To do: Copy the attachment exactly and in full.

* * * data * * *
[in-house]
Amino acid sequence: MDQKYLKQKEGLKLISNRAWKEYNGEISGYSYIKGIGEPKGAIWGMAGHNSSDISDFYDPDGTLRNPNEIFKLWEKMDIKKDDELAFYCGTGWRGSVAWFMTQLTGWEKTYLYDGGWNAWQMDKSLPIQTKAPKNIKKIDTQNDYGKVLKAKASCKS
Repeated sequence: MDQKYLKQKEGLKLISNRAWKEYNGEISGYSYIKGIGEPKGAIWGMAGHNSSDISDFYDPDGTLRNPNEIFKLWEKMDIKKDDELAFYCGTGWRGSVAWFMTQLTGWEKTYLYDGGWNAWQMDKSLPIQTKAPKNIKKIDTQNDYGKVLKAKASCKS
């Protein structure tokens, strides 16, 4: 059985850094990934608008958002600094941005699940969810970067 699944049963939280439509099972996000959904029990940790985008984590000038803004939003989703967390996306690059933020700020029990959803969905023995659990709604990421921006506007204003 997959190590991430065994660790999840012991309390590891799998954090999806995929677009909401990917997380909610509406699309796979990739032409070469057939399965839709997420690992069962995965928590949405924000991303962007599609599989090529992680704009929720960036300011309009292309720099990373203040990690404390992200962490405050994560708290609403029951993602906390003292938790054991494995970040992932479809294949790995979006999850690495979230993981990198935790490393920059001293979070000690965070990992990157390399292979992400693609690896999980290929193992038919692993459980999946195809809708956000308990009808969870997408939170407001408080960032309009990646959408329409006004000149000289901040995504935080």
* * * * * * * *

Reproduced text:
[in-house]
Amino acid sequence: MDQKYLKQKEGLKLISNRAWKEYNGEISGYSYIKGIGEPKGAIWGMAGHNSSDISDFYDPDGTLRNPNEIFKLWEKMDIKKDDELAFYCGTGWRGSVAWFMTQLTGWEKTYLYDGGWNAWQMDKSLPIQTKAPKNIKKIDTQNDYGKVLKAKASCKS
Repeated sequence: MDQKYLKQKEGLKLISNRAWKEYNGEISGYSYIKGIGEPKGAIWGMAGHNSSDISDFYDPDGTLRNPNEIFKLWEKMDIKKDDELAFYCGTGWRGSVAWFMTQLTGWEKTYLYDGGWNAWQMDKSLPIQTKAPKNIKKIDTQNDYGKVLKAKASCKS
């Protein structure tokens, strides 16, 4: 059985850094990934608008958002600094941005699940969810970067 699944049963939280439509099972996000959904029990940790985008984590000038803004939003989703967390996306690059933020700020029990959803969905023995659990709604990421921006506007204003 997959190590991430065994660790999840012991309390590891799998954090999806995929677009909401990917997380909610509406699309796979990739032409070469057939399965839709997420690992069962995965928590949405924000991303962007599609599989090529992680704009929720960036300011309009292309720099990373203040990690404390992200962490405050994560708290609403029951993602906390003292938790054991494995970040992932479809294949790995979006999850690495979230993981990198935790490393920059001293979070000690965070990992990157390399292979992400693609690896999980290929193992038919692993459980999946195809809708956000308990009808969870997408939170407001408080960032309009990646959408329409006004000149000289901040995504935080």